Hot or not? : Pipeline optimization.


Pipeline Optimization

Phrases like 'pipeline optimization' that we use in our Sales & Marketing businesses do not always sound exciting. Nevertheless, the topic of pipeline optimization is as hot as can be! If you optimize your sales pipeline, you'll find the most effective way from lead to deal. Sounds like a plan, but how do you do it?

>>Disclaimer: please be aware that this optimization is an exercise for the sales manager. Do not bore your salespeople with this. They don't need any more administrative tasks, but need to spend as much time as possible with their potential customers.<<

Let's first set our priorities straight: pipeline optimization is as important for you as it is for your potential (fintech) client:

  • You waste less time on burning sales cycles.
  • Your customer will have a great time in your optimized pipeline as your customer journey is smooth as can be (which in the end will increase sales).

So why don't we always take pipeline optimization seriously?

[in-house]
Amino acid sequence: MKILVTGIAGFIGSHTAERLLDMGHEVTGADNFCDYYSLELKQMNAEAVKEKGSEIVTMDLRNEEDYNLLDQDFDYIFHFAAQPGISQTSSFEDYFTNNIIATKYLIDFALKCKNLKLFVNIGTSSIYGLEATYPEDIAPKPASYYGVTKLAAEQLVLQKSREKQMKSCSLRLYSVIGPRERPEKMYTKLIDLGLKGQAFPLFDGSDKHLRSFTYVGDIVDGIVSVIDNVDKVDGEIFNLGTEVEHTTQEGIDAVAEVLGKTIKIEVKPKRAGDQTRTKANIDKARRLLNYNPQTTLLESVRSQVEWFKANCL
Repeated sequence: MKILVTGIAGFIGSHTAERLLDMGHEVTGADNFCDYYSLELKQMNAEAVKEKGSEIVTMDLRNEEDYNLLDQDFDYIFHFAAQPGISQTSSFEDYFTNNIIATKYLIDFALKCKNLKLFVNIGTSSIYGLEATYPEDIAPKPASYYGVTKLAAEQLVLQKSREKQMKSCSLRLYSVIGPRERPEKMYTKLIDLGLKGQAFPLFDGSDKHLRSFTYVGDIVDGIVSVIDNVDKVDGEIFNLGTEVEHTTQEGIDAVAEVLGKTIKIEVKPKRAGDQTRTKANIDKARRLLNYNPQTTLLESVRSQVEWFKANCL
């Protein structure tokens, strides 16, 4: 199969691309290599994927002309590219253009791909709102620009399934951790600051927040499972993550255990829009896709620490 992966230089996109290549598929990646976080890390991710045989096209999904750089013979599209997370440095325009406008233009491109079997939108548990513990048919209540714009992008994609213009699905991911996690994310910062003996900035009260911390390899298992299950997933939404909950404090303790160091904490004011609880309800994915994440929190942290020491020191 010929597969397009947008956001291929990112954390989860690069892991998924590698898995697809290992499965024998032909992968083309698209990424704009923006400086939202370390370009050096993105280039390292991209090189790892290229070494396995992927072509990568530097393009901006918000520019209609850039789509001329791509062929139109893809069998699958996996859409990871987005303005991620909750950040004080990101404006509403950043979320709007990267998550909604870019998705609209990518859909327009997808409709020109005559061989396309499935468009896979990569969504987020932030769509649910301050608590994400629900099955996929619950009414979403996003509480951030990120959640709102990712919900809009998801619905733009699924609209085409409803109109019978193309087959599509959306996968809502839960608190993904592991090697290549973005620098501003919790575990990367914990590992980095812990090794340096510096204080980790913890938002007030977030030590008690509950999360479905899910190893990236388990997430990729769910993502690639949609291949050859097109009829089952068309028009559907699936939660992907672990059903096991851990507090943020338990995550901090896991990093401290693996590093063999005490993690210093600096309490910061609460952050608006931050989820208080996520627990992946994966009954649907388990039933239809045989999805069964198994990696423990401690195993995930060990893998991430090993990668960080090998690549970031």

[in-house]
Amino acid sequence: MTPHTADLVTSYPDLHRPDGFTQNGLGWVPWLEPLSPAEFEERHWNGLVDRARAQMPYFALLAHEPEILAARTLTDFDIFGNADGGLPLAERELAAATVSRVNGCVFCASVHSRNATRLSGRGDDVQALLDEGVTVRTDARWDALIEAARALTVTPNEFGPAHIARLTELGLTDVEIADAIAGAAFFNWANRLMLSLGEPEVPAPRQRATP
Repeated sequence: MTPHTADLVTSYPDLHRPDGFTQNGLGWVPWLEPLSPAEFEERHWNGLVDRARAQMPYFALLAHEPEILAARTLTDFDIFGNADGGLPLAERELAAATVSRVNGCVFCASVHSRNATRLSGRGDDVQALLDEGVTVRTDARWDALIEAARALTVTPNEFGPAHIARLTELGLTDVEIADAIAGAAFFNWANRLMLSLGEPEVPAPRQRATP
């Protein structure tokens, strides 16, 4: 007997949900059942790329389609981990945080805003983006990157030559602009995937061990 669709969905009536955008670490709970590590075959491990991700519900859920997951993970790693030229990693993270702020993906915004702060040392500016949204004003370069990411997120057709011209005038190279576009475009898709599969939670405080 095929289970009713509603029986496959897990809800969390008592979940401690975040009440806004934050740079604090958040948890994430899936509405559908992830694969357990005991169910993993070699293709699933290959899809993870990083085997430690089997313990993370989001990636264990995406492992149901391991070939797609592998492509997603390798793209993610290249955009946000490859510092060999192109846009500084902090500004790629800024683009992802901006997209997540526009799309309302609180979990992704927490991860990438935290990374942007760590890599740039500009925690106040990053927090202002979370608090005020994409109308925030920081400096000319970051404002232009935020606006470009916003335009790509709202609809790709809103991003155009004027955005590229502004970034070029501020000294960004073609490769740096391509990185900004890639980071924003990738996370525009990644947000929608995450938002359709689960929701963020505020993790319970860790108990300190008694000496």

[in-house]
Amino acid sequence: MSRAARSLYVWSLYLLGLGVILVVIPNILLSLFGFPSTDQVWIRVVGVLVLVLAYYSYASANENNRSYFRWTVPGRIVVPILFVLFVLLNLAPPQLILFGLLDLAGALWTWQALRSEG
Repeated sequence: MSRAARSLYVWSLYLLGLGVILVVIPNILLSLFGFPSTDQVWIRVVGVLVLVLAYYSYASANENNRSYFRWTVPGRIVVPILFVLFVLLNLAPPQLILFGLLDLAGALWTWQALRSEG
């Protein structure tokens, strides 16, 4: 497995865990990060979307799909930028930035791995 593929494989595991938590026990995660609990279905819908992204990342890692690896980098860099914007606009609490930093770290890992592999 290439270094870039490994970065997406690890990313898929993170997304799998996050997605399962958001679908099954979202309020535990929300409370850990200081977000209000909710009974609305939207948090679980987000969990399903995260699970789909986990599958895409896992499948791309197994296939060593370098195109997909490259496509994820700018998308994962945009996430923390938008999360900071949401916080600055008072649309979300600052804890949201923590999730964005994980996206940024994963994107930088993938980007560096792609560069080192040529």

Pipeline optimization is like eating healthy: the benefits are obvious, but sometimes it seems too much effort. For many businesses, their pipeline optimization is a challenge. They tend not to take it seriously or are approaching it from the wrong angle.

Optimizing the pipeline is all about identifying the right potential customers, pleasantly engaging with them, and in the end, successfully finishing the transaction. If you pay attention to all these steps, it will result in better revenue, profit, and… Hello there: minimizing engagement costs.

So let's shed some light on the most forthcoming challenges companies face and the mistakes they make.

The misconception of pipeline stages